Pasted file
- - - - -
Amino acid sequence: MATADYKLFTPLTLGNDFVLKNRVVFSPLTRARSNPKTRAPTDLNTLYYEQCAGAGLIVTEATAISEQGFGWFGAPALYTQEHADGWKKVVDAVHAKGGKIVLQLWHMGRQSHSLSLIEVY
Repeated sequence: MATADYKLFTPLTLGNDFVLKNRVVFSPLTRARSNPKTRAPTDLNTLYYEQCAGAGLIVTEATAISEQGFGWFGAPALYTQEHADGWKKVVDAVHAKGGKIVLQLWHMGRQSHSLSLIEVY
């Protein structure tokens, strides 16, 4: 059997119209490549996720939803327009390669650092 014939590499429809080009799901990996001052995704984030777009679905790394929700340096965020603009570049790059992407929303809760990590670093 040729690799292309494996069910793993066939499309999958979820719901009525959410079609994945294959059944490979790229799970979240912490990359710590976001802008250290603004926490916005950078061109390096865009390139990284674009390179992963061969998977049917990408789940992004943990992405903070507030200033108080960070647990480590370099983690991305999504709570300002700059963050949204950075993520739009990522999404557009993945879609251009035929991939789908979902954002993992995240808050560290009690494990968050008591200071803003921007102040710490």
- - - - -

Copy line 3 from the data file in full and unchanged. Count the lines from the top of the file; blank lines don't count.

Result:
């Protein structure tokens, strides 16, 4: 059997119209490549996720939803327009390669650092 014939590499429809080009799901990996001052995704984030777009679905790394929700340096965020603009570049790059992407929303809760990590670093 040729690799292309494996069910793993066939499309999958979820719901009525959410079609994945294959059944490979790229799970979240912490990359710590976001802008250290603004926490916005950078061109390096865009390139990284674009390179992963061969998977049917990408789940992004943990992405903070507030200033108080960070647990480590370099983690991305999504709570300002700059963050949204950075993520739009990522999404557009993945879609251009035929991939789908979902954002993992995240808050560290009690494990968050008591200071803003921007102040710490």